An important program of the Henry Halloran Trust is our Practitioner in Residence Program where an experienced practitioner undertakes a research project under the supervision of Dr Michael Bounds. On February 26th, two of our recent practitioner graduates will present their findings.
Potential Roles for the Private Sector in Affordable Housing Supply
In this research project, Richard explores the opportunities, barriers and strategies to engage the private sector in affordable housing supply, drawing on his experience working within and across sectors in Australia and the United States.
The project builds on scholarly and policy research on the private sector’s role in affordable housing supply internationally. This research has addressed the policy levers, institutional reforms, capacity building and models that facilitated private sector involvement, along with learnings for Australia.
The project also builds on research into Australia’s existing affordable housing market and opportunities for enhancing the private sector’s investment in more new supply to reduce housing stress.
Value Capture on Urban Road and Rail Projects: Are There Too Many Free Rides?
Taxpayers and motorists are bearing the brunt of massive road and rail spending in the big eastern capital cities.
However, land owners who are benefiting from this public investment are not contributing much in return for their windfall gains in property value.
The Federal Government has been talking about value capture on transport infrastructure since 2016, but is failing to uniformly enforce their funding rule with the states which declares that private beneficiaries also have to contribute. The almost unanimous view amongst everyone other than politicians seems to be that a broad-based land tax is the ideal way to go.
Richard Benedict is a research-practitioner with 25 years experience working in the private, public and not-for-profit sectors in Australia and the United States.
Richard has advised Governments in NSW, Victoria, Tasmania and the Northern Territory on funding and asset strategies, policies and programs. He has worked with major banks, investment funds, private companies, government and not for profit providers to develop joint venture affordable housing projects.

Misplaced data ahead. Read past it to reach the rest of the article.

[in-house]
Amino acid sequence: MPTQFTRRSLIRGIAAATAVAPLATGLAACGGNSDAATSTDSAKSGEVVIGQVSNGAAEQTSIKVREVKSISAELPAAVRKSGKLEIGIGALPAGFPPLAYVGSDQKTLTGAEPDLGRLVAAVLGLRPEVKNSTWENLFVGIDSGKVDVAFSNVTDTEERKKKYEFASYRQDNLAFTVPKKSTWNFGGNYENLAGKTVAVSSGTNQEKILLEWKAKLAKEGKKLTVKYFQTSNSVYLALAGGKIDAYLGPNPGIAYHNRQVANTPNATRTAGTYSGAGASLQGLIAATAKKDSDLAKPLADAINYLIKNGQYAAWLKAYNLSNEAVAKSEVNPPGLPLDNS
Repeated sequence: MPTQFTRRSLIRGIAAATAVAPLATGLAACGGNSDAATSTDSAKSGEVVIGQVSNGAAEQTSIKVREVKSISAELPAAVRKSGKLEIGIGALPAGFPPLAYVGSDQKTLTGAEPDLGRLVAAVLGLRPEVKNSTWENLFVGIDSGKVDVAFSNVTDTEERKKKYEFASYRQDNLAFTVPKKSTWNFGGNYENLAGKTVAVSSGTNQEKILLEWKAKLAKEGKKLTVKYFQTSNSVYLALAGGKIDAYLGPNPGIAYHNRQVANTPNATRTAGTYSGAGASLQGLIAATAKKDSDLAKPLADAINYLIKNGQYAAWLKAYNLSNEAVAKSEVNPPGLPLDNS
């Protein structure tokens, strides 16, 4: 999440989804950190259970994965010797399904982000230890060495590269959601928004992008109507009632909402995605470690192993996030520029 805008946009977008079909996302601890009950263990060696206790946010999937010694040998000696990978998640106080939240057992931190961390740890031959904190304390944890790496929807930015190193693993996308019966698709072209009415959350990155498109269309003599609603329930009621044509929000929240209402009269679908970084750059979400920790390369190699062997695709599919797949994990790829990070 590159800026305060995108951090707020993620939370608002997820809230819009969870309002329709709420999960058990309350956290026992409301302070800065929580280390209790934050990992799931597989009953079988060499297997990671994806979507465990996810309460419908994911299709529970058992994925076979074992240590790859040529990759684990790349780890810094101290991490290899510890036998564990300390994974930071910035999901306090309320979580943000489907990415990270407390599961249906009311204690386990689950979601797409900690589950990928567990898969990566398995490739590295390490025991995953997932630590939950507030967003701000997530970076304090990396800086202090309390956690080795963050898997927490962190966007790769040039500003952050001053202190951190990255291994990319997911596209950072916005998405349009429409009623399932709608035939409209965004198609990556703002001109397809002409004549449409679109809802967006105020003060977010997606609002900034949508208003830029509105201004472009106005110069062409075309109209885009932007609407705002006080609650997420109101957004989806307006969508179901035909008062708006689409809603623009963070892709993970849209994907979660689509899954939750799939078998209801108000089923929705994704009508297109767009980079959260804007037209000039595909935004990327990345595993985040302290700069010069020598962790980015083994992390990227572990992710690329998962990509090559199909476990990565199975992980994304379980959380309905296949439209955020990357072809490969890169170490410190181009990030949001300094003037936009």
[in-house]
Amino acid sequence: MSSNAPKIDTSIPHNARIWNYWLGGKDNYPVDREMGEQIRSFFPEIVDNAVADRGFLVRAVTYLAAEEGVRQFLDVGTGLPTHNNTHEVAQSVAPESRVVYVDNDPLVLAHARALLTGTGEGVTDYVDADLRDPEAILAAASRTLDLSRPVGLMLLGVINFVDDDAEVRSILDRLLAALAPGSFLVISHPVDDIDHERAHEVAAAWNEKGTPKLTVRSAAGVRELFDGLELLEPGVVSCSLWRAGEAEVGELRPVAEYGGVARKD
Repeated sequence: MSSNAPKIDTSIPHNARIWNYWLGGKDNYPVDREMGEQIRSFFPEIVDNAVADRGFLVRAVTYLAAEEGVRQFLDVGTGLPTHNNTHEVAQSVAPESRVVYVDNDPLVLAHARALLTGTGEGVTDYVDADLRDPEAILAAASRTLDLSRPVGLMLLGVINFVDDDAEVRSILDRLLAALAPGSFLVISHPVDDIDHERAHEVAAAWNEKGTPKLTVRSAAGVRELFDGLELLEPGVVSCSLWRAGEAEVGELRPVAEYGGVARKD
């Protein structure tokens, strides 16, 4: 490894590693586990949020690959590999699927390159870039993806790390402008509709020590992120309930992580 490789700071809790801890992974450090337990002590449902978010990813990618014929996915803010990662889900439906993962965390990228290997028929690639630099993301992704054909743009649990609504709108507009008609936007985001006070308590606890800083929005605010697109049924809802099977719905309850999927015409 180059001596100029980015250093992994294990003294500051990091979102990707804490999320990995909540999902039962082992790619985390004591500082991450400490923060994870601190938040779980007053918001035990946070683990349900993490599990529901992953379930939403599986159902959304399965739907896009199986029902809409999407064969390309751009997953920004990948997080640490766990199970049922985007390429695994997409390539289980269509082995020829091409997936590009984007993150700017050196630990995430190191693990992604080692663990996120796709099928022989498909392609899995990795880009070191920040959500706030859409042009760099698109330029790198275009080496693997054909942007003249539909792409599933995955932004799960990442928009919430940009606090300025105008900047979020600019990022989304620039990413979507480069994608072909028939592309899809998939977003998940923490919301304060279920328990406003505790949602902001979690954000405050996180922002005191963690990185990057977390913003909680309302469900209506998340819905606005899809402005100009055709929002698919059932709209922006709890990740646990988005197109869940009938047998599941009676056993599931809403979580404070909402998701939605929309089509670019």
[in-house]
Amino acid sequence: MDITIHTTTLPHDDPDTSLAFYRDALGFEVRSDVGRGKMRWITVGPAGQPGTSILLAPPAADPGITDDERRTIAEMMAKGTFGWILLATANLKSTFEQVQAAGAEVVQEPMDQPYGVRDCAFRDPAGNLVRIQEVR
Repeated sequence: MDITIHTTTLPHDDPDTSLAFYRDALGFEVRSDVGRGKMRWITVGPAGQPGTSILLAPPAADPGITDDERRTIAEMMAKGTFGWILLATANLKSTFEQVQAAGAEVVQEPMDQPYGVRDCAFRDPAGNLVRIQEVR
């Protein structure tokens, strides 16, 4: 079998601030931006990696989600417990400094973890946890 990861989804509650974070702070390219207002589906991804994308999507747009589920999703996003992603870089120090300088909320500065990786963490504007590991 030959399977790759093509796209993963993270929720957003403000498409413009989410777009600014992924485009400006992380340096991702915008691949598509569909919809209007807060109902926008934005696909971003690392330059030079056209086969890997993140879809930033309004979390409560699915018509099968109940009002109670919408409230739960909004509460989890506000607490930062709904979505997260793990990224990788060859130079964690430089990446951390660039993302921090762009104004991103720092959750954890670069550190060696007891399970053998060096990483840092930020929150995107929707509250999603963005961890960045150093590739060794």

From 2011-2015, Richard was the Chief Commercial Officer at Lake Maintenance, the largest privately owned facilities management company in Australia, maintaining over 50,000 social and affordable homes. Richard is currently Director of Richard Benedict Consulting.
Steve Skinner comes from the Riverina region of NSW and has lived in the Blue Mountains for more than 20 years. He has combined degrees in Economics and Social Studies from the University of Sydney.
Steve has been a journalist over the past three decades, including Fairfax for five years (Sydney Sun-Herald newspaper); ABC Radio and TV for a decade (The Bottom Line business program; 7.30 Report; Background Briefing; 4 Corners) and Bauer Transport Media.
He was an investigative journalist for many years and has been a finalist in the Walkley Awards for journalism four times. The topic Steve has covered more than any other is transport, and he is currently a freelance writer for two Bauer trucking industry publications.
Date: Wednesday, 26th February
Time: 6:30pm - 8:30pm
Venue: New Law Lecture Theatre 026, New Law School Building (F10), Eastern Avenue, The University of Sydney, Darlington, NSW 2006
RSVP: via Eventbrite
Australia’s cities have shifted from centres of manufacturing and industry to the drivers of a globalised economy fueled by knowledge, creativity and innovation
This forum explores how two nations with shared traditions but very different systems of urban governance and planning mediate the supply of new housing, and the roles played by government, planning authorities, developers, property owners and the public in this process.